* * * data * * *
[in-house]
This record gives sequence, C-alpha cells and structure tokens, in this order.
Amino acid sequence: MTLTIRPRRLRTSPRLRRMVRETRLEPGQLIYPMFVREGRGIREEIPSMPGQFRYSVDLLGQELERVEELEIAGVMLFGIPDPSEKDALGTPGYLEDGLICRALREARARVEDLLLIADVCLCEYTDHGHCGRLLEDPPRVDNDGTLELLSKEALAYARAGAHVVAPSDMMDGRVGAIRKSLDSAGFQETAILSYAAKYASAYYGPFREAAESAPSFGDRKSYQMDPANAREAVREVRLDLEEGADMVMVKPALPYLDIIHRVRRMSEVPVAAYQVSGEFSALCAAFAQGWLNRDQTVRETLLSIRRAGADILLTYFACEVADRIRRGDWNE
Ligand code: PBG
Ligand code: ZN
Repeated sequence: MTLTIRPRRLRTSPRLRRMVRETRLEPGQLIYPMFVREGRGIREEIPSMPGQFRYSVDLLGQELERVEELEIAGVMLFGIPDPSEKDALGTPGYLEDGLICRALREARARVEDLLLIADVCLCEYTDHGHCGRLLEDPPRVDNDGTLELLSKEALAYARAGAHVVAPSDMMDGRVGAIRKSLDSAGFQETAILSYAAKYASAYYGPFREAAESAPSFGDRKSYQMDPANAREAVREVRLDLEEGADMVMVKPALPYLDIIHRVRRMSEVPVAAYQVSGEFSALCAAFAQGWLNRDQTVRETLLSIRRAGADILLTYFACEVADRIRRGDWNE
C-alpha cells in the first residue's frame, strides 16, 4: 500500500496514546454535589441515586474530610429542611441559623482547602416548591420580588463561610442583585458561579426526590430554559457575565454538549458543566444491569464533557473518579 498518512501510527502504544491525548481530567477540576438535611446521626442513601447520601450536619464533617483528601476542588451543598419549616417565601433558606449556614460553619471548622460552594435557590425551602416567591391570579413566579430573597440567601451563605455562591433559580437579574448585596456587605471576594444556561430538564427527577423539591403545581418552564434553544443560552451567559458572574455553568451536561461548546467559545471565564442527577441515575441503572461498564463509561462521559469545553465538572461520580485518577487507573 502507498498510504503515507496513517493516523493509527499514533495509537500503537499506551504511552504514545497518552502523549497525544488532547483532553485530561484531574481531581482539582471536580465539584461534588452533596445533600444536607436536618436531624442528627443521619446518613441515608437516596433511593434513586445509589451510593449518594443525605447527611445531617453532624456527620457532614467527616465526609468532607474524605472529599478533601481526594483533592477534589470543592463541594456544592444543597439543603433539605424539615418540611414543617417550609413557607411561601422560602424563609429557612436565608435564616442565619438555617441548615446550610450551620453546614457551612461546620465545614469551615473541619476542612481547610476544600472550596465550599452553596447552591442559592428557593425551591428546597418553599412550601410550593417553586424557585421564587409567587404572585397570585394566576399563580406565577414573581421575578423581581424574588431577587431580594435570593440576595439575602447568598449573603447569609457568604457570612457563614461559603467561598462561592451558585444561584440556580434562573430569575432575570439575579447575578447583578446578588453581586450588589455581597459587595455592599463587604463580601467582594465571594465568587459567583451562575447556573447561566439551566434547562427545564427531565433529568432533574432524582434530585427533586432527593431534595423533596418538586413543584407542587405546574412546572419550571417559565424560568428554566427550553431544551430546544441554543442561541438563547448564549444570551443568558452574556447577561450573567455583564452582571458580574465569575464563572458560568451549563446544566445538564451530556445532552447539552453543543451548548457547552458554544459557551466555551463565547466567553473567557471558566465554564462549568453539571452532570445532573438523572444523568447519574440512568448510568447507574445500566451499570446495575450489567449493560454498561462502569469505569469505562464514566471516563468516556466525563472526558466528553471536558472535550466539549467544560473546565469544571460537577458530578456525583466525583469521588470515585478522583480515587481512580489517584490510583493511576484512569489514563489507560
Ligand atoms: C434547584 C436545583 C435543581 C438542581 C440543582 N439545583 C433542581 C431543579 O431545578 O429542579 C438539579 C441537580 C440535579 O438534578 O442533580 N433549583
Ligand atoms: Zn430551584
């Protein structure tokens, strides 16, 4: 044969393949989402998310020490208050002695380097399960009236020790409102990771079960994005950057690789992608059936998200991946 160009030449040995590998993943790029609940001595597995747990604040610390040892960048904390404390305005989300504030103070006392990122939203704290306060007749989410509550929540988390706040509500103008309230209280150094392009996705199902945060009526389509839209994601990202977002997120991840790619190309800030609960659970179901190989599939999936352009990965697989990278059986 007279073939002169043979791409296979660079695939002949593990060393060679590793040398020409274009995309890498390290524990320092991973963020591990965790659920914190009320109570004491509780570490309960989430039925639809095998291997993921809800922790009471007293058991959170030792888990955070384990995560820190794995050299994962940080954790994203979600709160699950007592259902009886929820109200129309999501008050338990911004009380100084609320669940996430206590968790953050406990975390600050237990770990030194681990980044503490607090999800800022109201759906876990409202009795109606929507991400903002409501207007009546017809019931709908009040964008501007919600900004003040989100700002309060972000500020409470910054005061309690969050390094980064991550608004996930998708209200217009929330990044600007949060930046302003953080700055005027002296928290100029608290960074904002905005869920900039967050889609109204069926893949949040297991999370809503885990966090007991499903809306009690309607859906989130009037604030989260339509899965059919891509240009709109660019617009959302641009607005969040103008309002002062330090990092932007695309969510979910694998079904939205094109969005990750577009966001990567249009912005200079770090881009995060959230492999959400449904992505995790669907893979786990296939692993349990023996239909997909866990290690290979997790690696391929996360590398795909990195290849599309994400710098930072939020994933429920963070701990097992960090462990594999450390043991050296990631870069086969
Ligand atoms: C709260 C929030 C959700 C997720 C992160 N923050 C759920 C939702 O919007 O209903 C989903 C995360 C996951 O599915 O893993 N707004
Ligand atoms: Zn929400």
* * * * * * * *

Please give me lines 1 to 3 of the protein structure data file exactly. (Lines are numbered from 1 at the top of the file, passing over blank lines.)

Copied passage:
[in-house]
This record gives sequence, C-alpha cells and structure tokens, in this order.
Amino acid sequence: MTLTIRPRRLRTSPRLRRMVRETRLEPGQLIYPMFVREGRGIREEIPSMPGQFRYSVDLLGQELERVEELEIAGVMLFGIPDPSEKDALGTPGYLEDGLICRALREARARVEDLLLIADVCLCEYTDHGHCGRLLEDPPRVDNDGTLELLSKEALAYARAGAHVVAPSDMMDGRVGAIRKSLDSAGFQETAILSYAAKYASAYYGPFREAAESAPSFGDRKSYQMDPANAREAVREVRLDLEEGADMVMVKPALPYLDIIHRVRRMSEVPVAAYQVSGEFSALCAAFAQGWLNRDQTVRETLLSIRRAGADILLTYFACEVADRIRRGDWNE